HM: I wanted to talk about snow. About the role of snow in your work - snow is instantly nostalgic. Everybody always imagines it snowed more when they were young than it probably did. Actually, this is probably a lot to do with movies as well, but I wondered where does that come from in your work? Again, I find snow has this contrast in that it looks beautiful, but it often obscures, or creates some kind of ugly truth.
SM: Yeah, snow... People always ask about this. Well there is the obvious reference of having spent a part of my childhood in Canada. Before going there, I had lived in the East End of London and it was a huge cultural shock. It definitely had an enormous impact on me. It's a place I go to a lot in my mind; a reference point you might say. Also, there is a sort of literary influence. Narnia was my favourite book as a child, so if there is any cultural reference point, it is literary more than cinematic. Then again, many of the paintings are actual memories of Canada, things that I saw or that occurred; being lost in snow for example.... I do think there is also a deeper reason for painting snow. I guess it's sort of a subconscious landscape. A snow scene where I can paint out my memories, an empty canvas on which I paint my emotions; a painterly freedom if you like. Funny, you say that snow obscures some ugly truth. I think of it as simply giving me the freedom not to paint what I don't have to. The bare bones, if you like. Everything reduced to only what needs to be there. I like that.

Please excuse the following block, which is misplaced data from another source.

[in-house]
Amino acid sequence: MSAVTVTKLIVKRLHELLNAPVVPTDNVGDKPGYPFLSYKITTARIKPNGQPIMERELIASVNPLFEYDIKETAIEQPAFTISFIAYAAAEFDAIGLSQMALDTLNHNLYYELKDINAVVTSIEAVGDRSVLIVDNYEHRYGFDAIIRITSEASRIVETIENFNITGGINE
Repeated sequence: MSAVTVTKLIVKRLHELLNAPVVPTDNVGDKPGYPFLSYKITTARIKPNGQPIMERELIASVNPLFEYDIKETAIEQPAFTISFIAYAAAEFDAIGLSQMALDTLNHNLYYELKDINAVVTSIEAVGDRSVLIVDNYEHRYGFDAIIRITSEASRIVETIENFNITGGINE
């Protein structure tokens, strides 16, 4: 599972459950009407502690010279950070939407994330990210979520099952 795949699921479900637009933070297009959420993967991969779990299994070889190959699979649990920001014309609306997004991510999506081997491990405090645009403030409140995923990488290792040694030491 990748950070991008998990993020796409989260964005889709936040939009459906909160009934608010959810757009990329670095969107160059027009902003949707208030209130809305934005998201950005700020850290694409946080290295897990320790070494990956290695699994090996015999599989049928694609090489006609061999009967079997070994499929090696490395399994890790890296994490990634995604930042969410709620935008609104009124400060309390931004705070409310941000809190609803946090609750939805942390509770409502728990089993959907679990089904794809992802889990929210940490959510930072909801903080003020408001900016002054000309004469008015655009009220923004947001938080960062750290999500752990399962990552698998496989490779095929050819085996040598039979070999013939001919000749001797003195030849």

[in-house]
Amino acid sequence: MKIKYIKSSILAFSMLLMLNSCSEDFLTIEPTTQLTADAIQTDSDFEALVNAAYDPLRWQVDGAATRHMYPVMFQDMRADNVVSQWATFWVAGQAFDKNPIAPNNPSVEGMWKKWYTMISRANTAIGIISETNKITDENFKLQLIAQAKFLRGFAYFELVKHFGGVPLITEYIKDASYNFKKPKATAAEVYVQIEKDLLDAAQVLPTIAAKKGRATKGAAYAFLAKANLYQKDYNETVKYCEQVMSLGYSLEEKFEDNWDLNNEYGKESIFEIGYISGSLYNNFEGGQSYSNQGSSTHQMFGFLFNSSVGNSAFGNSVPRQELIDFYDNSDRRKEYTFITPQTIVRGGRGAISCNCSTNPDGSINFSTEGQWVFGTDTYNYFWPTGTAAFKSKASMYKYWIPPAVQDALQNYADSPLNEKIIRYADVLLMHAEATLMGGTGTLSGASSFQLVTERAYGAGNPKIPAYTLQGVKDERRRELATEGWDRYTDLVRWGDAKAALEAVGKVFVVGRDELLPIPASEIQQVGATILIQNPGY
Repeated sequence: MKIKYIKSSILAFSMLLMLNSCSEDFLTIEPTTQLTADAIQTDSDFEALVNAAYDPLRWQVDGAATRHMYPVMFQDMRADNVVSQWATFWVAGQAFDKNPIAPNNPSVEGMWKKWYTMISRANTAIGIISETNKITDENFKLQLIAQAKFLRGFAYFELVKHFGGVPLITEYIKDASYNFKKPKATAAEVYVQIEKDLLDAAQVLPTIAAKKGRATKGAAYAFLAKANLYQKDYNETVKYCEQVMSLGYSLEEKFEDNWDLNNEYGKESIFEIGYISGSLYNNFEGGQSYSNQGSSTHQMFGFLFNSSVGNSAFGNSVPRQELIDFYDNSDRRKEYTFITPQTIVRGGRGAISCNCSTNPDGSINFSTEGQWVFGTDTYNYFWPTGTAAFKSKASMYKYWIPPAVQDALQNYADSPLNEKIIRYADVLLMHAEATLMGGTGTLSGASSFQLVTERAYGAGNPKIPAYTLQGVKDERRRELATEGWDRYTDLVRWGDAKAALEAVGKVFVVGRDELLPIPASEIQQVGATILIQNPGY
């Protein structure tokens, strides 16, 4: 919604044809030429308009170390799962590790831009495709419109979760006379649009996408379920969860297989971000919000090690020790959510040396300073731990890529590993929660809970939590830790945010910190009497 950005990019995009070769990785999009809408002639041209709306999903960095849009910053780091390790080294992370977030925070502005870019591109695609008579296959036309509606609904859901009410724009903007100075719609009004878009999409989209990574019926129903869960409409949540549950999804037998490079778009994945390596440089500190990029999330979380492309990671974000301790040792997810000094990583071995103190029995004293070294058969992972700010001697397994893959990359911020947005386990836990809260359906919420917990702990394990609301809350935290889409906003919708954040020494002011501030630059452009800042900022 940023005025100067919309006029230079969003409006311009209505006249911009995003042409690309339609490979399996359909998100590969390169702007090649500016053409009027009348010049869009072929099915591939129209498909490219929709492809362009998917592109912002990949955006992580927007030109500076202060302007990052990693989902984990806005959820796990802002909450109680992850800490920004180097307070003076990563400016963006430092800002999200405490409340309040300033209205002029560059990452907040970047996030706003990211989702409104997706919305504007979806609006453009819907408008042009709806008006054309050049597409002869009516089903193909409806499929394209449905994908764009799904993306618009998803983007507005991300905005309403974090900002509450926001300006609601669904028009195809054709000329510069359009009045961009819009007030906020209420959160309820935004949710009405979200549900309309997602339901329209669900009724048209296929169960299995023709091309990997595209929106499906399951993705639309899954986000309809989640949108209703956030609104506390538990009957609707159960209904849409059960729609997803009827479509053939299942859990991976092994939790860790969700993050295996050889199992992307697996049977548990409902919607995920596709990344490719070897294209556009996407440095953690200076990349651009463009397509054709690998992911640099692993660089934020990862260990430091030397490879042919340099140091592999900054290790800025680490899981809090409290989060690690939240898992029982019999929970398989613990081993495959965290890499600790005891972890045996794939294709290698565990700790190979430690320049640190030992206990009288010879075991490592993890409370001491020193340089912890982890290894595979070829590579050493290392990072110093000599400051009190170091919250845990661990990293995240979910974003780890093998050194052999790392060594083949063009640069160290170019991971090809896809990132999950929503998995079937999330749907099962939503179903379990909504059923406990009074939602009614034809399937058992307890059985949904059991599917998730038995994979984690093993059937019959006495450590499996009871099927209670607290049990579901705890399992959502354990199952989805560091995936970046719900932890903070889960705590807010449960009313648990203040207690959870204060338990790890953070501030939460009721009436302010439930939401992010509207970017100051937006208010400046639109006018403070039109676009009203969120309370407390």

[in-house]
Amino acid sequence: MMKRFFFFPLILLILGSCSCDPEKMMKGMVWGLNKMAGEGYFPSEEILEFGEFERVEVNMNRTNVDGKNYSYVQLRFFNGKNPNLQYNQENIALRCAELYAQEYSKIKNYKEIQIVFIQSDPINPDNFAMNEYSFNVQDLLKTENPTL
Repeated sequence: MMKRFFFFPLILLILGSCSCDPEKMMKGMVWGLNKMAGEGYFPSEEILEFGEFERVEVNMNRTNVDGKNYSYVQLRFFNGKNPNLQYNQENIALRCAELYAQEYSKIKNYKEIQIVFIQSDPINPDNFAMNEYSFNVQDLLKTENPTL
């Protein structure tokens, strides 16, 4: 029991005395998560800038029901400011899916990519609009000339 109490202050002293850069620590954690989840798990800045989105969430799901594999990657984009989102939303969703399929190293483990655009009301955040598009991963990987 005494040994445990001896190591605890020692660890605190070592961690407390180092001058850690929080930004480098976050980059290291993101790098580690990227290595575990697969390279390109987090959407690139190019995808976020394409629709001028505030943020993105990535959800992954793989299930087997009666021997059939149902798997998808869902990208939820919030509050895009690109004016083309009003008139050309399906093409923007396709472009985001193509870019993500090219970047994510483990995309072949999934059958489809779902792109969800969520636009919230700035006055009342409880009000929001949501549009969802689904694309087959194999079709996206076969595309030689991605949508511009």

HM: There is a stillness in your work that I was always aware of but I think in this recent painting of a jumbo jet grounded it is really resounding, perhaps because it is a collective silence. Planes are unique in that they take you vast distances in short amounts of time, and I think that this acts as a catalyst on people's emotions. Everything is heightened - no pun intended - this is why you can yourself moved by banal movies. Sorry! (laughs). I'm not saying your work is banal, but it is very moving when you sit with it. It's an incredibly difficult thing to pull off in a painting - and to be honest, people, certainly English people on the whole, prefer not to have to have an emotional response to art, or anything actually! The cliché does hold up actually. If you go to Germany they don't mind having an emotional response to art, but we really feel more comfortable having a cerebral response.
SM: Well I'm pleased if you do have an emotional response to the work. That's what I'm looking for when I'm painting it. The emotion of the piece is far more motivating for me when I'm working on it than the ideas I hold around it. Of course, there are cerebral moments! (laughs) but finally it is the emotion of a piece that carriers it through for me. It's ultimately what hooks you about a piece. What it makes you feel. You mention the stillness and I want to talk about that. This goes back to the beginning of our conversation, in that it is something I have always carried through in my work since college really. This stillness, it's like this forgotten moment, which for me is really important. A snapshot into our lives. This snapshot of memory which is actually telling us a lot. I like that expression 'physical silence'. I really feel this is what I'm trying to paint, especially in the plane painting. Time stilled. A frozen moment. I also find it quite emotive... this huge, physical object brought to a standstill by nature. I guess one of the reasons for painting cars or planes is that they evoke this emotion in you. They are caught in the painting. Stilled. And yet they are also taking you on this journey. I guess in the paintings you are always setting off, or in transit, but you never arrive, and that can leave you with an uncomfortable feeling. And I want the viewer to go on this emotional journey with me.... but I don't know where it ends.
HM: Perhaps this is a good place to end. Thank you.